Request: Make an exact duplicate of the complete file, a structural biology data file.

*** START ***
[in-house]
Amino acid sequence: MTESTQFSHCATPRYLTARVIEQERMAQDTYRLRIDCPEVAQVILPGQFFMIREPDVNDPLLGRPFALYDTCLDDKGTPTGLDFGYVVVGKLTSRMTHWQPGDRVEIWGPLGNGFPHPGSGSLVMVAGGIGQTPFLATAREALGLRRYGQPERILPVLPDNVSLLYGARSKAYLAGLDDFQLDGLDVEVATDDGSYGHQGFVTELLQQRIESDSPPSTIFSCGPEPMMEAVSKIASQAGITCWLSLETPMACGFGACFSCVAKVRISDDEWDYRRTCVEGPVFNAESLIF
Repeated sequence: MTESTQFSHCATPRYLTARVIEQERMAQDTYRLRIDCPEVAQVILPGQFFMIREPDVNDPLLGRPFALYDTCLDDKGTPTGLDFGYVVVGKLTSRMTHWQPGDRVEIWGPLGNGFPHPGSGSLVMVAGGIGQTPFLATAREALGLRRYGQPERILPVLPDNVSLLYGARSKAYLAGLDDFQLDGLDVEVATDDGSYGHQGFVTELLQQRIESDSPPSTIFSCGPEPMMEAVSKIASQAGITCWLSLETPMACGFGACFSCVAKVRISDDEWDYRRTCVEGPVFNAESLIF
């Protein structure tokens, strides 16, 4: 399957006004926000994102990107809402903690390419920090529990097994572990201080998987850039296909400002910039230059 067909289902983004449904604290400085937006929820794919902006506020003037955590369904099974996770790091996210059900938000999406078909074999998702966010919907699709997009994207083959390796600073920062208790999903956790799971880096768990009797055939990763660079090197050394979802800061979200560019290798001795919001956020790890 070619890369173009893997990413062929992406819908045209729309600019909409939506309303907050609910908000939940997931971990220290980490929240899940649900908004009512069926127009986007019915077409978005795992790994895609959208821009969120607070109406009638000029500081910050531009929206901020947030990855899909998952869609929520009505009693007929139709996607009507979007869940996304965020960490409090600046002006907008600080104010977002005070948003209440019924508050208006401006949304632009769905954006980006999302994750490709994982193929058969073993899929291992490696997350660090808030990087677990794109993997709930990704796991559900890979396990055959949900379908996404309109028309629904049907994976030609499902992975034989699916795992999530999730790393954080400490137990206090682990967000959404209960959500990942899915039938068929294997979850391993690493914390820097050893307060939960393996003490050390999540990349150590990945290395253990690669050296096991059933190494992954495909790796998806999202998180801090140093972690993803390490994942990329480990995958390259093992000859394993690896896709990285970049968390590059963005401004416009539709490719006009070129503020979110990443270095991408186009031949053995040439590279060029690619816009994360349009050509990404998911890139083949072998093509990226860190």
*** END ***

[in-house]
Amino acid sequence: MTESTQFSHCATPRYLTARVIEQERMAQDTYRLRIDCPEVAQVILPGQFFMIREPDVNDPLLGRPFALYDTCLDDKGTPTGLDFGYVVVGKLTSRMTHWQPGDRVEIWGPLGNGFPHPGSGSLVMVAGGIGQTPFLATAREALGLRRYGQPERILPVLPDNVSLLYGARSKAYLAGLDDFQLDGLDVEVATDDGSYGHQGFVTELLQQRIESDSPPSTIFSCGPEPMMEAVSKIASQAGITCWLSLETPMACGFGACFSCVAKVRISDDEWDYRRTCVEGPVFNAESLIF
Repeated sequence: MTESTQFSHCATPRYLTARVIEQERMAQDTYRLRIDCPEVAQVILPGQFFMIREPDVNDPLLGRPFALYDTCLDDKGTPTGLDFGYVVVGKLTSRMTHWQPGDRVEIWGPLGNGFPHPGSGSLVMVAGGIGQTPFLATAREALGLRRYGQPERILPVLPDNVSLLYGARSKAYLAGLDDFQLDGLDVEVATDDGSYGHQGFVTELLQQRIESDSPPSTIFSCGPEPMMEAVSKIASQAGITCWLSLETPMACGFGACFSCVAKVRISDDEWDYRRTCVEGPVFNAESLIF
């Protein structure tokens, strides 16, 4: 399957006004926000994102990107809402903690390419920090529990097994572990201080998987850039296909400002910039230059 067909289902983004449904604290400085937006929820794919902006506020003037955590369904099974996770790091996210059900938000999406078909074999998702966010919907699709997009994207083959390796600073920062208790999903956790799971880096768990009797055939990763660079090197050394979802800061979200560019290798001795919001956020790890 070619890369173009893997990413062929992406819908045209729309600019909409939506309303907050609910908000939940997931971990220290980490929240899940649900908004009512069926127009986007019915077409978005795992790994895609959208821009969120607070109406009638000029500081910050531009929206901020947030990855899909998952869609929520009505009693007929139709996607009507979007869940996304965020960490409090600046002006907008600080104010977002005070948003209440019924508050208006401006949304632009769905954006980006999302994750490709994982193929058969073993899929291992490696997350660090808030990087677990794109993997709930990704796991559900890979396990055959949900379908996404309109028309629904049907994976030609499902992975034989699916795992999530999730790393954080400490137990206090682990967000959404209960959500990942899915039938068929294997979850391993690493914390820097050893307060939960393996003490050390999540990349150590990945290395253990690669050296096991059933190494992954495909790796998806999202998180801090140093972690993803390490994942990329480990995958390259093992000859394993690896896709990285970049968390590059963005401004416009539709490719006009070129503020979110990443270095991408186009031949053995040439590279060029690619816009994360349009050509990404998911890139083949072998093509990226860190």